Posted September 4, 2008 in Film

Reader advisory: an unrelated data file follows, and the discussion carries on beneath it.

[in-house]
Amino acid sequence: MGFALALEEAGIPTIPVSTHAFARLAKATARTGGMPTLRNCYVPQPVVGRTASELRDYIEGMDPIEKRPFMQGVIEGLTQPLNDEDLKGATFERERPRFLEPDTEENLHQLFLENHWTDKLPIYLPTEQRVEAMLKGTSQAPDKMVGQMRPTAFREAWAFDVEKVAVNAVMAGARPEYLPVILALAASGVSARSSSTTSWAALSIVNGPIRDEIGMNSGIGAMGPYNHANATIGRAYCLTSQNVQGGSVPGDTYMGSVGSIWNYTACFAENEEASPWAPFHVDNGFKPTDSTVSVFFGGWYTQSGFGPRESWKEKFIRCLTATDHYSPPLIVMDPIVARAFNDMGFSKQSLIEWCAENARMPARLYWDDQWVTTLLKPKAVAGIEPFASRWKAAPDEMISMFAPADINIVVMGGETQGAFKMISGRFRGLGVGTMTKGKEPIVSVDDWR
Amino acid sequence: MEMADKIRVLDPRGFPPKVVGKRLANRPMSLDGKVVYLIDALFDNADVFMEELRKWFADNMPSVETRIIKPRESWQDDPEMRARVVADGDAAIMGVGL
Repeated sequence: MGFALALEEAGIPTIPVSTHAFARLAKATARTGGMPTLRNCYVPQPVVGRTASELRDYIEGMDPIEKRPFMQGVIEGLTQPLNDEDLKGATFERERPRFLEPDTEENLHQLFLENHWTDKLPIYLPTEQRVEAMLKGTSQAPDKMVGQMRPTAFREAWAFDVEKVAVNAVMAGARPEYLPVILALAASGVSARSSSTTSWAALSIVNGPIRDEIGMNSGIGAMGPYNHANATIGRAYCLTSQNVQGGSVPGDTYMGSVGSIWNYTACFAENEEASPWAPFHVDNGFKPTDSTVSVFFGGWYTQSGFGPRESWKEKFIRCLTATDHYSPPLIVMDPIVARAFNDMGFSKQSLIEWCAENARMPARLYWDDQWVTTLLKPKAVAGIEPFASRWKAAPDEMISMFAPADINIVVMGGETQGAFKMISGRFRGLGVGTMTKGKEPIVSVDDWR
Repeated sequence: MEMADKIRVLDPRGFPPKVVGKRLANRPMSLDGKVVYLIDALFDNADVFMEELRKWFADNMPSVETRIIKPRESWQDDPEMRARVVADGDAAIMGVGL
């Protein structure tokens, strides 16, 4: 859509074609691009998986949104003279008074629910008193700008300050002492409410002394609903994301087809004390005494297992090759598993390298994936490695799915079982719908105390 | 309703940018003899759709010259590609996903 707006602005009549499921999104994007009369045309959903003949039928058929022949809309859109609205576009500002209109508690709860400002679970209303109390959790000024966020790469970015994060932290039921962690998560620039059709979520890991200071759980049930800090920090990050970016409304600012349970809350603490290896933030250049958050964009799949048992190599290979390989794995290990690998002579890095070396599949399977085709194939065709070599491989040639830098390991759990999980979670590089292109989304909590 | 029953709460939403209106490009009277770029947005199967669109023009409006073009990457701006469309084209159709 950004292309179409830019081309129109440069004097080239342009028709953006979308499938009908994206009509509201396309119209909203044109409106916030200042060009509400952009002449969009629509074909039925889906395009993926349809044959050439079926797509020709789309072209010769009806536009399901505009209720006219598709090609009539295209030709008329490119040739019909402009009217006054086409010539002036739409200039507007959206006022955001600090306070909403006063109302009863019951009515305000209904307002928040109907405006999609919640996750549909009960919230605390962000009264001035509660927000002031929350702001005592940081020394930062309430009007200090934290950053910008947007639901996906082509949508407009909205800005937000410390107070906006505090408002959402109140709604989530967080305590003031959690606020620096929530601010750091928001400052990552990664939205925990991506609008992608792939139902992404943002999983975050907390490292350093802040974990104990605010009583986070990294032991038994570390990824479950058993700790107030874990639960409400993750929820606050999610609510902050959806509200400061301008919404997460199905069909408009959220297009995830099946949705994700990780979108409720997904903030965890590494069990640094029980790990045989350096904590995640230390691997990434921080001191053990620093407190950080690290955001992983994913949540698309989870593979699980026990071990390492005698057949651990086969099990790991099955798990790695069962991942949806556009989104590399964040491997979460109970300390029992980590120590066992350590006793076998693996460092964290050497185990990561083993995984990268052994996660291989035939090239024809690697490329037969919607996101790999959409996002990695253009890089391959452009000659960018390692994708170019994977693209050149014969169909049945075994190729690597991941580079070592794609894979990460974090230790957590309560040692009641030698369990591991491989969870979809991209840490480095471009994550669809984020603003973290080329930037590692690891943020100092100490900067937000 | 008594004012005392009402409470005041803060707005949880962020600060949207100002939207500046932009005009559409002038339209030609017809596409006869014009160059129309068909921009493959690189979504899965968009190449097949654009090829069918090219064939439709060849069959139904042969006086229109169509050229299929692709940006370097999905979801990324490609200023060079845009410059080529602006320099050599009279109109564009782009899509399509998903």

Imagine the fragile bravery of a comic: One man, one mic, and an audience—what other art is as perilously codependent for success? Michael Addis’ documentary, produced by and starring Jamie Kennedy, kicks off by examining the potential cruelty of the audience-stand-up relationship as pretty much every comic in the biz from Andy Milonakis to Bill Maher share the times strangers felt justified shouting “You suck!” and threatening to kill their families. Are hecklers drunk, needy, or opponents of the First Amendment? Addis unearths clip after clip of stress-induced meltdowns—in one instance, Laugh Factory owner Jamie Masada explains what happened to Michael Richards, and Arsenio Hall is allowed a rebuttal. Just when the psychology gets interesting, the flick detours to question if film critics and bloggers are also bullies—the uniform answer is yes—and Kennedy confronts critics about why they’ve panned everything in his oeuvre, asking “Why do you hate me?” and “Have you had sex lately?” The only comic more denigrated than the star of Malibu’s Most Wanted is Carrot Top; when Kennedy reads him his savage press, Top is empathetically confused as he counters that his audience enjoys themselves every night. Heckler is a fun cathartic screed—it’s the best thing Kennedy’s ever made—but though it invites us to navel-gaze the destroy-your-idols culture that spawned Perez Hilton, the comics circle back around from defending their right to the free speech to denying others a voice. Kennedy objects to objections about his mean-spirited jokes; the unexplored subtext of this solid film is why all humor has gone negative? And while the progress of art does depend on detractors justifying their hatred for Son of the Mask, Kennedy can’t point to anything good about his film except a buff CGI baby. (Amy Nicholson)



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